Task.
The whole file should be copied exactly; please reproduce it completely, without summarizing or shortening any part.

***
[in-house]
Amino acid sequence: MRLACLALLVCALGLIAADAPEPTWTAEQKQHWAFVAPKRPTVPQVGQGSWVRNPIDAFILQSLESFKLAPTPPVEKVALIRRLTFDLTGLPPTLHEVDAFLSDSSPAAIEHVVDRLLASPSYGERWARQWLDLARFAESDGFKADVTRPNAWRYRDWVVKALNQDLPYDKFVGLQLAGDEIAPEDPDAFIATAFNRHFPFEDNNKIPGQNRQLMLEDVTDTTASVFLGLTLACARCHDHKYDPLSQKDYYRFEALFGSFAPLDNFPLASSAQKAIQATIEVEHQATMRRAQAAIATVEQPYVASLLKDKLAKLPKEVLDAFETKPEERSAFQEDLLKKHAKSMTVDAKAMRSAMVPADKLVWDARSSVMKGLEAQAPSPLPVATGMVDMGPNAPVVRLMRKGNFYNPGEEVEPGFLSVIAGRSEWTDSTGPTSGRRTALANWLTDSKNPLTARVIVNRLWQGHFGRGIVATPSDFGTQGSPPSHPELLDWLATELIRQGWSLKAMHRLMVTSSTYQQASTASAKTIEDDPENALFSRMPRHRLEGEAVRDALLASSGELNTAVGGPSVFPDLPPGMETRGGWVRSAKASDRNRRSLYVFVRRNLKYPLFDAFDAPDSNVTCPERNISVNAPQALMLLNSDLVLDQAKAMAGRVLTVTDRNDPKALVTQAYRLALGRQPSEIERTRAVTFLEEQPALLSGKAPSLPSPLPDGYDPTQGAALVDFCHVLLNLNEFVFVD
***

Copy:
[in-house]
Amino acid sequence: MRLACLALLVCALGLIAADAPEPTWTAEQKQHWAFVAPKRPTVPQVGQGSWVRNPIDAFILQSLESFKLAPTPPVEKVALIRRLTFDLTGLPPTLHEVDAFLSDSSPAAIEHVVDRLLASPSYGERWARQWLDLARFAESDGFKADVTRPNAWRYRDWVVKALNQDLPYDKFVGLQLAGDEIAPEDPDAFIATAFNRHFPFEDNNKIPGQNRQLMLEDVTDTTASVFLGLTLACARCHDHKYDPLSQKDYYRFEALFGSFAPLDNFPLASSAQKAIQATIEVEHQATMRRAQAAIATVEQPYVASLLKDKLAKLPKEVLDAFETKPEERSAFQEDLLKKHAKSMTVDAKAMRSAMVPADKLVWDARSSVMKGLEAQAPSPLPVATGMVDMGPNAPVVRLMRKGNFYNPGEEVEPGFLSVIAGRSEWTDSTGPTSGRRTALANWLTDSKNPLTARVIVNRLWQGHFGRGIVATPSDFGTQGSPPSHPELLDWLATELIRQGWSLKAMHRLMVTSSTYQQASTASAKTIEDDPENALFSRMPRHRLEGEAVRDALLASSGELNTAVGGPSVFPDLPPGMETRGGWVRSAKASDRNRRSLYVFVRRNLKYPLFDAFDAPDSNVTCPERNISVNAPQALMLLNSDLVLDQAKAMAGRVLTVTDRNDPKALVTQAYRLALGRQPSEIERTRAVTFLEEQPALLSGKAPSLPSPLPDGYDPTQGAALVDFCHVLLNLNEFVFVD